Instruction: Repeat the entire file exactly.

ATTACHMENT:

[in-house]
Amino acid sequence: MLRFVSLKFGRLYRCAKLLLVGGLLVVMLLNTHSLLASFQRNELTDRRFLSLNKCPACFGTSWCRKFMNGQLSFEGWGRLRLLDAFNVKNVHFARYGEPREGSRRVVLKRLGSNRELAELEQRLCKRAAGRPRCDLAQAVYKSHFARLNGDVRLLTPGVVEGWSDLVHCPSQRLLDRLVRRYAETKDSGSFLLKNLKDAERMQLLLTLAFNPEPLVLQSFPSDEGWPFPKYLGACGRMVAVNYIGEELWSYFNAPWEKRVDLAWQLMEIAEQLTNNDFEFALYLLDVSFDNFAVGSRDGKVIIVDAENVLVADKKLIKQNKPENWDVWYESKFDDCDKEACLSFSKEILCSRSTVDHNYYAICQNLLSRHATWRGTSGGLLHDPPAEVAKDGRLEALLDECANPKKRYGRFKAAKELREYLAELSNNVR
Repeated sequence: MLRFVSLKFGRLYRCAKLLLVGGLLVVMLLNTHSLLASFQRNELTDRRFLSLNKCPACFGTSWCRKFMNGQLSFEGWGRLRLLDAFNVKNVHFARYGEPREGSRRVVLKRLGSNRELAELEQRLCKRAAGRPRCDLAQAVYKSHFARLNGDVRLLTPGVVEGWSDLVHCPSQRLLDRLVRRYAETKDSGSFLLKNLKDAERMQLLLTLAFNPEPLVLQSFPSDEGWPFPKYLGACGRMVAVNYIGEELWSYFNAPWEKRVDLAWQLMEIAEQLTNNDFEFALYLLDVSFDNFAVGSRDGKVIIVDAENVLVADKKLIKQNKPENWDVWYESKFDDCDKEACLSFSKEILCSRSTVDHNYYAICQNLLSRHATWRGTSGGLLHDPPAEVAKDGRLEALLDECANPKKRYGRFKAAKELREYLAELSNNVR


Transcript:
[in-house]
Amino acid sequence: MLRFVSLKFGRLYRCAKLLLVGGLLVVMLLNTHSLLASFQRNELTDRRFLSLNKCPACFGTSWCRKFMNGQLSFEGWGRLRLLDAFNVKNVHFARYGEPREGSRRVVLKRLGSNRELAELEQRLCKRAAGRPRCDLAQAVYKSHFARLNGDVRLLTPGVVEGWSDLVHCPSQRLLDRLVRRYAETKDSGSFLLKNLKDAERMQLLLTLAFNPEPLVLQSFPSDEGWPFPKYLGACGRMVAVNYIGEELWSYFNAPWEKRVDLAWQLMEIAEQLTNNDFEFALYLLDVSFDNFAVGSRDGKVIIVDAENVLVADKKLIKQNKPENWDVWYESKFDDCDKEACLSFSKEILCSRSTVDHNYYAICQNLLSRHATWRGTSGGLLHDPPAEVAKDGRLEALLDECANPKKRYGRFKAAKELREYLAELSNNVR
Repeated sequence: MLRFVSLKFGRLYRCAKLLLVGGLLVVMLLNTHSLLASFQRNELTDRRFLSLNKCPACFGTSWCRKFMNGQLSFEGWGRLRLLDAFNVKNVHFARYGEPREGSRRVVLKRLGSNRELAELEQRLCKRAAGRPRCDLAQAVYKSHFARLNGDVRLLTPGVVEGWSDLVHCPSQRLLDRLVRRYAETKDSGSFLLKNLKDAERMQLLLTLAFNPEPLVLQSFPSDEGWPFPKYLGACGRMVAVNYIGEELWSYFNAPWEKRVDLAWQLMEIAEQLTNNDFEFALYLLDVSFDNFAVGSRDGKVIIVDAENVLVADKKLIKQNKPENWDVWYESKFDDCDKEACLSFSKEILCSRSTVDHNYYAICQNLLSRHATWRGTSGGLLHDPPAEVAKDGRLEALLDECANPKKRYGRFKAAKELREYLAELSNNVR